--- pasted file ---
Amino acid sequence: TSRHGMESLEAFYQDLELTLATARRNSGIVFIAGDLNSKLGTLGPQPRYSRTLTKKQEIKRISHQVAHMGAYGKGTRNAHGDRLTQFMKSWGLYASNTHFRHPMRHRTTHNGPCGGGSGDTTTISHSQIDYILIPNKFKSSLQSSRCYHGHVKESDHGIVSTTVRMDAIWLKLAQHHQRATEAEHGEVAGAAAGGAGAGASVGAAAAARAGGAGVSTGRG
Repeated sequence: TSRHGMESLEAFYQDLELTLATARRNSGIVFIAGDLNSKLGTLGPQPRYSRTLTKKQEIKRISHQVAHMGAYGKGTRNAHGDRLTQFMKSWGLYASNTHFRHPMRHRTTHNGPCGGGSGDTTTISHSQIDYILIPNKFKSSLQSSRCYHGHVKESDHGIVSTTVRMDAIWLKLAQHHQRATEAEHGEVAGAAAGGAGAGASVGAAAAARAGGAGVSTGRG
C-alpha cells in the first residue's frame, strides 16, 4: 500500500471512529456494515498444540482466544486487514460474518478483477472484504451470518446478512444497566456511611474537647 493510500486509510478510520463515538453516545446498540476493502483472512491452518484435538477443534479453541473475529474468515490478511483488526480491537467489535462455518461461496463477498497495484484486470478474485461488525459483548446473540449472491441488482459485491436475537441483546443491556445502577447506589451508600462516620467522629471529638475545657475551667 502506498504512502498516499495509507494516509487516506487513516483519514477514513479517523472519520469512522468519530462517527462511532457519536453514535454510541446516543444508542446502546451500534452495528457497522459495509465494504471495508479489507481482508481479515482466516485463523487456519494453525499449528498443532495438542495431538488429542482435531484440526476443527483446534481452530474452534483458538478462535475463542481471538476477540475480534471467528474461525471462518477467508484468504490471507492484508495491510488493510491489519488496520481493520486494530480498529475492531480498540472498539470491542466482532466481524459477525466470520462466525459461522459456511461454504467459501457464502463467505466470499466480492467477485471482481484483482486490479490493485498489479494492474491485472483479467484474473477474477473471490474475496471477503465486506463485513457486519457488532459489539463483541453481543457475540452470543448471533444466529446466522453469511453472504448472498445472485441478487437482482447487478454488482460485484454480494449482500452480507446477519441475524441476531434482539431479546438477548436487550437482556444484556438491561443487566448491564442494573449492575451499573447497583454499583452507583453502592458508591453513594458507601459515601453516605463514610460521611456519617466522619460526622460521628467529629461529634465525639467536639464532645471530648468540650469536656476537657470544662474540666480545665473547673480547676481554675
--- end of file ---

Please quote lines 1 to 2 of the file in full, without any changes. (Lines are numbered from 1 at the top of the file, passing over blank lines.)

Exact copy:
Amino acid sequence: TSRHGMESLEAFYQDLELTLATARRNSGIVFIAGDLNSKLGTLGPQPRYSRTLTKKQEIKRISHQVAHMGAYGKGTRNAHGDRLTQFMKSWGLYASNTHFRHPMRHRTTHNGPCGGGSGDTTTISHSQIDYILIPNKFKSSLQSSRCYHGHVKESDHGIVSTTVRMDAIWLKLAQHHQRATEAEHGEVAGAAAGGAGAGASVGAAAAARAGGAGVSTGRG
Repeated sequence: TSRHGMESLEAFYQDLELTLATARRNSGIVFIAGDLNSKLGTLGPQPRYSRTLTKKQEIKRISHQVAHMGAYGKGTRNAHGDRLTQFMKSWGLYASNTHFRHPMRHRTTHNGPCGGGSGDTTTISHSQIDYILIPNKFKSSLQSSRCYHGHVKESDHGIVSTTVRMDAIWLKLAQHHQRATEAEHGEVAGAAAGGAGAGASVGAAAAARAGGAGVSTGRG